While evidence mounts that Americans are souring on President Obama, the road of adoration abroad has turned extremely rocky as well.
When then-candidate Obama addressed a frenzied Berlin crowd at the foot of the Brandenburg Gate in 2008, reports put the audience at over a quarter of a million. The attendees were beside themselves to hear the potential next United States President address the masses with his electric rhetoric of hope and change.
Last week, seven months into his second presidential term and a full five years after his 2008 speech in Germany, Obama was back in Berlin in an attempt to recreate the magic and bolster his image abroad. This was a speech without any major policy proposals, and quite obviously lacked the flair and gusto that accompanied his famous address from before.
The speech was largely forgettable. Conservatives criticized it as pointless pontificating, and a meaningless attempt to gin up public support abroad to counteract approval ratings souring at home. Liberals largely ignored it, not wishing to draw attention to an underwhelming event that could hardly be spun in the president’s favor.
What’s worse, for Obama at least, is that his visions of grandeur went incredibly unrealized. All reports put the attendance for Obama’s speech at around six to eight thousand, an extreme depletion from the crowd that filled the entire neighborhood and surrounding community in 2008. Last week, it was empty bleachers and a largely unenthused crowd. The pictures contrasting the attendance then and now serve as a stunning and appropriate reflection of just how far Obama has fallen from favor internationally.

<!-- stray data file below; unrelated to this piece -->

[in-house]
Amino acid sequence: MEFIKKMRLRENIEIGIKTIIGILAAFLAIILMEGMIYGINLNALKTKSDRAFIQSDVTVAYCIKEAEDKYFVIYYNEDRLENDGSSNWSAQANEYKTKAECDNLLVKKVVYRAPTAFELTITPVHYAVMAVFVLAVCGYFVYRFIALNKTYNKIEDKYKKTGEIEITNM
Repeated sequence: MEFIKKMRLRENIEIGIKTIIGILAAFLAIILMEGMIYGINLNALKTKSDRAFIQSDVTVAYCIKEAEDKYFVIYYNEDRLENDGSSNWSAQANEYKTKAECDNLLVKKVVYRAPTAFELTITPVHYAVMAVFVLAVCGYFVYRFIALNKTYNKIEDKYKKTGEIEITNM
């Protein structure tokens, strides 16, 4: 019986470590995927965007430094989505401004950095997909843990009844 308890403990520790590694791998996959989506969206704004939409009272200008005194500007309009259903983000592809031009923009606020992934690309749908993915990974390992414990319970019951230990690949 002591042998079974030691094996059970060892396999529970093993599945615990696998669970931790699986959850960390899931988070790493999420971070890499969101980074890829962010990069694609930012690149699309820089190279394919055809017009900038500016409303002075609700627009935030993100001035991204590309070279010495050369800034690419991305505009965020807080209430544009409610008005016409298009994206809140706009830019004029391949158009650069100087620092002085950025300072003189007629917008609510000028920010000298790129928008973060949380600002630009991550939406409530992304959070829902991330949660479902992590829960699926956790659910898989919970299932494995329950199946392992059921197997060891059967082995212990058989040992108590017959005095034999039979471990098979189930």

In short, Obama has lost his clout with foreign countries. He no longer garners the respect and admiration he once enjoyed. Early in his presidency, his popularity overshadowed his complete inexperience in foreign relations and granted him the benefit of the doubt with our diplomatic allies. This is no longer the case.
A March Gallup poll revealed that both confidence in Obama and favorability towards the U.S. has declined throughout Europe and the Middle East, and in most other parts of the world. Since 2009, Obama’s own favorability in Europe has dropped more than 11 points, 13 points in the Americas, and 15 points in Africa. Over the 130 countries polled from 2009-2012, the average U.S. favorability rating dropped nearly nine points.
This hit to his popularity is manifesting itself in very real ways; both China and Russia have refused to hand over criminal Edward Snowden, the NSA hacker who fled the U.S. and is possibly sharing classified information with countries that don’t exactly love and admire America. These aren’t the first examples of his shrinking popularity internationally, and if the trend continues, it won’t be the last.
In 2016 when it’s time for Americans to consider just what type of candidate makes a good president, we must take this experience with President Obama into consideration. And realize that perhaps more than flashy rhetoric is needed to govern effectively, at home and abroad. This is a fact that should cause most Americans to consider just what type of candidate makes a good president, and that perhaps more than flashy rhetoric is needed to govern effectively, at home and abroad.